And so at each and every Depressed  Anonymous meeting the group listens as we hear  what it will take to escape  from the prison of depression. ”

Also, at every meeting of the fellowship we hear how by using the spiritual tools, our Twelve Steps, we can gradually find the path that will that can lead us out into the light of freedom. We come to believe that a power greater than ourselves  can restore us to sanity. And then we make a decision to turn our lives and our wills over to the care of God as we understand God.”

SOURCE:  Depressed Anonymous, 3rd edition. (2011) Depressed Anonymous Publications. Louisville. Ky. Page  67.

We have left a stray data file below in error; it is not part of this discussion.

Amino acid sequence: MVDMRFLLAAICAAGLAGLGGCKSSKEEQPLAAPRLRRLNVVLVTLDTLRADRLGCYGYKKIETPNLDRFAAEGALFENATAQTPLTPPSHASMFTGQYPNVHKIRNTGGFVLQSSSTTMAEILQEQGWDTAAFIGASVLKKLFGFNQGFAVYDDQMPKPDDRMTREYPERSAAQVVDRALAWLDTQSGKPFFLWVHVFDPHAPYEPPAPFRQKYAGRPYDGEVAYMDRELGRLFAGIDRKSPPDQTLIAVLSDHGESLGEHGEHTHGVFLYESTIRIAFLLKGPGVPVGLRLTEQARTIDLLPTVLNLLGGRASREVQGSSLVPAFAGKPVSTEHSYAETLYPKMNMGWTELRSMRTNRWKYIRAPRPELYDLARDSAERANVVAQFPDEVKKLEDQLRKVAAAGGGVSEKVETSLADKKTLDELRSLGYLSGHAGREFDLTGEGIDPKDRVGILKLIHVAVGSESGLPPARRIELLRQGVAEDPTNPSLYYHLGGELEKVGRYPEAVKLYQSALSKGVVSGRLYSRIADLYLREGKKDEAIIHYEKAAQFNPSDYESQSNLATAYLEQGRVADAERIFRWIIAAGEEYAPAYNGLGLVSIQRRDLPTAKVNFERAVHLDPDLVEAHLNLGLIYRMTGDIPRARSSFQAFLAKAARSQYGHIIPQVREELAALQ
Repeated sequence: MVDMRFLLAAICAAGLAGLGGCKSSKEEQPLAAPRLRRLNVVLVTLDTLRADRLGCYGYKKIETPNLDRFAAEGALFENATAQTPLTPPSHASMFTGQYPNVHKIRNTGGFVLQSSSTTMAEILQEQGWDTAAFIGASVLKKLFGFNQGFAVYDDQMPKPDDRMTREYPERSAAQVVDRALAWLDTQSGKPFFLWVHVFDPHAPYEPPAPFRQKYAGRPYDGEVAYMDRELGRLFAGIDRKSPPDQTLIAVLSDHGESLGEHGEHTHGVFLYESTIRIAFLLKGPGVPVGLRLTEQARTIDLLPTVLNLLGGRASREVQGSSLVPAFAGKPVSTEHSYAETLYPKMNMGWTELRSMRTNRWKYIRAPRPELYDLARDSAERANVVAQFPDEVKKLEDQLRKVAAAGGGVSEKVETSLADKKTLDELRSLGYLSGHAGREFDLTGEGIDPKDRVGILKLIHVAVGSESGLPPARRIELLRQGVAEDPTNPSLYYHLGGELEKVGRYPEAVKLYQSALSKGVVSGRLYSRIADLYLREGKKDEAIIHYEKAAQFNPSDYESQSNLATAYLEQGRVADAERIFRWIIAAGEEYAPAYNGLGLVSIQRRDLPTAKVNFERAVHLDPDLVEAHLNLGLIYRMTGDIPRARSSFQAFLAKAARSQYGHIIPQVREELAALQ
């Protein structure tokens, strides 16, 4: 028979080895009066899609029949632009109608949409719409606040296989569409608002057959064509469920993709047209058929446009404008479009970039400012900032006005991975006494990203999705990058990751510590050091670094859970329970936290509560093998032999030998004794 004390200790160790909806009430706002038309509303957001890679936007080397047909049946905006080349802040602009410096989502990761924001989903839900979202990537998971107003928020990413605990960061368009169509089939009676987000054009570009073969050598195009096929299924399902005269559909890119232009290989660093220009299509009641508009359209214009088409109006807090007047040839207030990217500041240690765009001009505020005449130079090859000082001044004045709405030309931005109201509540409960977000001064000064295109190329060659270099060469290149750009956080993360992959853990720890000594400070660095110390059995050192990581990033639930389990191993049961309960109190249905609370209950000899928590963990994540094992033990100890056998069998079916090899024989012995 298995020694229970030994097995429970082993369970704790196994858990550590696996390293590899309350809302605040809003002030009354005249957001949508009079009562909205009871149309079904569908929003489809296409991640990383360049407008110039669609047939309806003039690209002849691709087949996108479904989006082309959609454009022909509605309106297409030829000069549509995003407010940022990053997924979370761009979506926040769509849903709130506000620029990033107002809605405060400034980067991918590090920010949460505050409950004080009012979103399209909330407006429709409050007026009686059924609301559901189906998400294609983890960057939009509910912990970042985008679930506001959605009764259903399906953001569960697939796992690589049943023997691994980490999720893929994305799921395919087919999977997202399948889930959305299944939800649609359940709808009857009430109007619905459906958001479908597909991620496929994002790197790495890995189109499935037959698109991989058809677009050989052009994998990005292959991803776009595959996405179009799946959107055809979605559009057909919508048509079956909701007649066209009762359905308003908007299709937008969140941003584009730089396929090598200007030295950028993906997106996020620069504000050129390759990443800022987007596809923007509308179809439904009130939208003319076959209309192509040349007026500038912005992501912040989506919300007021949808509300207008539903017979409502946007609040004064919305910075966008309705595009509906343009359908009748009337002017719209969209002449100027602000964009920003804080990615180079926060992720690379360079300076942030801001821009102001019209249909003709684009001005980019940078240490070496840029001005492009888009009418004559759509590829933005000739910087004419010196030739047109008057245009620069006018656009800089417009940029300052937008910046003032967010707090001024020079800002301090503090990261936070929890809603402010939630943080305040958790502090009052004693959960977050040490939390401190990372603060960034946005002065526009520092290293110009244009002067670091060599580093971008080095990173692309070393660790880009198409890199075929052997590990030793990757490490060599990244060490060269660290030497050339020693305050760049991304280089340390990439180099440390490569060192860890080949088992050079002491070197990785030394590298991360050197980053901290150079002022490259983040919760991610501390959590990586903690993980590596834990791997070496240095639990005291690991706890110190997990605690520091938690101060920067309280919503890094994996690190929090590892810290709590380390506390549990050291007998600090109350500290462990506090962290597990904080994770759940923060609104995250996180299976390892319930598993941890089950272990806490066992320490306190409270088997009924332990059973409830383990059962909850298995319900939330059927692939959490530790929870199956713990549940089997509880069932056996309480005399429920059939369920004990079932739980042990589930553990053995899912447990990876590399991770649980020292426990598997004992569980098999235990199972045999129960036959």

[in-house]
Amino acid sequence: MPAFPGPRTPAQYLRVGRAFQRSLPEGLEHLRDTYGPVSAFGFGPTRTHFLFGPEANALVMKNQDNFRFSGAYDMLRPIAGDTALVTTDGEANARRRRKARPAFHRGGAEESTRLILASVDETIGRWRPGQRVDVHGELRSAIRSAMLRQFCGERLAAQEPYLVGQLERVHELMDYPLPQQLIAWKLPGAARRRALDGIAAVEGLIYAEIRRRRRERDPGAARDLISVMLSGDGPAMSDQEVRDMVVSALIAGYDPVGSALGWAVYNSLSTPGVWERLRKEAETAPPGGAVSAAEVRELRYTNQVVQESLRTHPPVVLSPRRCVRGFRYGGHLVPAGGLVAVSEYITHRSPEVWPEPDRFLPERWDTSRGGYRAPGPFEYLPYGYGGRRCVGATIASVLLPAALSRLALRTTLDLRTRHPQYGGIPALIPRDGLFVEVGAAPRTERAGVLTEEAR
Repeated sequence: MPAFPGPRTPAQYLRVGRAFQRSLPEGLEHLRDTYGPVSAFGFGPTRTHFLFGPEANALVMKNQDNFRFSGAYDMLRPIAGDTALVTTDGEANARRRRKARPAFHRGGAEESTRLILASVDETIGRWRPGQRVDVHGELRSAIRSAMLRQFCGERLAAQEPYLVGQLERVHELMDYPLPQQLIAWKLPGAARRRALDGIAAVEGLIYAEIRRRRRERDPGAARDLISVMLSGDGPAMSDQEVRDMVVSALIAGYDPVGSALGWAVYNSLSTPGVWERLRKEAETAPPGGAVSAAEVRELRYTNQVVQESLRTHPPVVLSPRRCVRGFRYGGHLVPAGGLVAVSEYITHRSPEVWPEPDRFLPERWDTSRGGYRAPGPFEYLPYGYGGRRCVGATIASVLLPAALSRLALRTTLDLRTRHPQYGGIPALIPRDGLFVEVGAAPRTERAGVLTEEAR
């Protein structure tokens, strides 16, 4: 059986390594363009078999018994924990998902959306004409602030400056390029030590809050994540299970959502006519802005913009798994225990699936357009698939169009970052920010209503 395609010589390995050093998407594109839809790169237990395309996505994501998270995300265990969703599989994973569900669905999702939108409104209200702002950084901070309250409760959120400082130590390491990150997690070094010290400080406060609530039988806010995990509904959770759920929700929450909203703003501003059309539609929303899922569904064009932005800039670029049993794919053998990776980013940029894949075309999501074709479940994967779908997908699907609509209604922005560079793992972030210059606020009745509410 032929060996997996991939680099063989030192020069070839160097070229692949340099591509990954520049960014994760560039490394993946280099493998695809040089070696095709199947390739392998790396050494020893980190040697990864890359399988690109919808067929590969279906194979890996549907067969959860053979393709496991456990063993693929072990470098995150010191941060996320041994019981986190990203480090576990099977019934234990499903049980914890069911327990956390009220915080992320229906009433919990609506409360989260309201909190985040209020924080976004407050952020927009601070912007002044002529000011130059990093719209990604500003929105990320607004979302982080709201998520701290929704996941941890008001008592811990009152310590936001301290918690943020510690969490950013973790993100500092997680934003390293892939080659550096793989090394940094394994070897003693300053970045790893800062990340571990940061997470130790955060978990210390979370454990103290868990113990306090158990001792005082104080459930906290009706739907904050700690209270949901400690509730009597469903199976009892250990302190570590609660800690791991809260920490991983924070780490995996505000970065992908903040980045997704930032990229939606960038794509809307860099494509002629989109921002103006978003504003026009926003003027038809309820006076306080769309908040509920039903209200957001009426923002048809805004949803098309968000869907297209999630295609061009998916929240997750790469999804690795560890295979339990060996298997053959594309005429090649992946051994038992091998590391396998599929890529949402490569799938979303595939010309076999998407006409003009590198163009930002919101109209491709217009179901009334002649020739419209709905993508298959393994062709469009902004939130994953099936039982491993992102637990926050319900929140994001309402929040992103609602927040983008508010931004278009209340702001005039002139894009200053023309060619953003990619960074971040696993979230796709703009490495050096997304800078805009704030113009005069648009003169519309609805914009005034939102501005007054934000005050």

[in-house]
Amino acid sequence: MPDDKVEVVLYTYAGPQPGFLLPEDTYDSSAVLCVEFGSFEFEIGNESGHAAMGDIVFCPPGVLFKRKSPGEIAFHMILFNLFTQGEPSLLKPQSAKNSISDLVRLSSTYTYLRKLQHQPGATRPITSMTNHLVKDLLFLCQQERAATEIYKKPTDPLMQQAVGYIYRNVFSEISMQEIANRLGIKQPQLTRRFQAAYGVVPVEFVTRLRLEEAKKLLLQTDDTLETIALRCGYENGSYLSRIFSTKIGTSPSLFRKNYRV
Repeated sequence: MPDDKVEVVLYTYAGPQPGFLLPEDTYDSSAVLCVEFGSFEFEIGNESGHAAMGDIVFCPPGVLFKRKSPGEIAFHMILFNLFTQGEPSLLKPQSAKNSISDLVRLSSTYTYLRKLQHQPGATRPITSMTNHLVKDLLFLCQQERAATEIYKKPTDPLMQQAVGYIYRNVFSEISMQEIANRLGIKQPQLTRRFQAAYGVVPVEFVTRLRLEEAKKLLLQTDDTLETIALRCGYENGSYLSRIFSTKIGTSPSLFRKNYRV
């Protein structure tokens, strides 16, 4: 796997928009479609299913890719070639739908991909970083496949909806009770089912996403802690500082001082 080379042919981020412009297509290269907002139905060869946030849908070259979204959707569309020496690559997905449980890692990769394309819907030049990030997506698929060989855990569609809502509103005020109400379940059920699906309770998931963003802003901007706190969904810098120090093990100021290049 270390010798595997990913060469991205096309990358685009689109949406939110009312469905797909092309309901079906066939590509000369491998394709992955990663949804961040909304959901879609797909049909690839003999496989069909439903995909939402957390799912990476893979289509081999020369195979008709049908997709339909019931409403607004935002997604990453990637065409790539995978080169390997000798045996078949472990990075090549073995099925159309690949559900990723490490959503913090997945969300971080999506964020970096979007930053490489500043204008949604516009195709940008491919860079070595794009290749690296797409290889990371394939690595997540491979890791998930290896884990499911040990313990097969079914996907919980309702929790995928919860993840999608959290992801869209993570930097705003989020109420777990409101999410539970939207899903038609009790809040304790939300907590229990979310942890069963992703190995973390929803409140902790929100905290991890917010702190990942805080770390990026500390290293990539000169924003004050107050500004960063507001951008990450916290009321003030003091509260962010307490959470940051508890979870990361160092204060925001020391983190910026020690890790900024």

PLEASE VISIT THE STORE for more info on depression and ways to free ourselves from the agony of sadness.

Go to Groups on Menu to see if there is a DA group in your State or LOCATED  outside the USA.

 

 

 

How to live outside the box? The depression box!

If you really want to begin to “live outside the box“, a description of what the box feels like and looks like might be helpful to you.  First of all, a box has an identifiable shape. It is a box mainly because it contains something–whatever that might be. And when we speak of the subject of depression, we talk about depression having us boxed in. The box as it is used here, in this context is a metaphor for feeling enclosed and which there is no exit. It is like being trapped or like in a prison.

Now, in order to live outside the box we want to live creatively, which means  that we are having to learn  how to live outside the box. Now, if you  find  this hard to believe -stick with me now  as I will explain what I mean.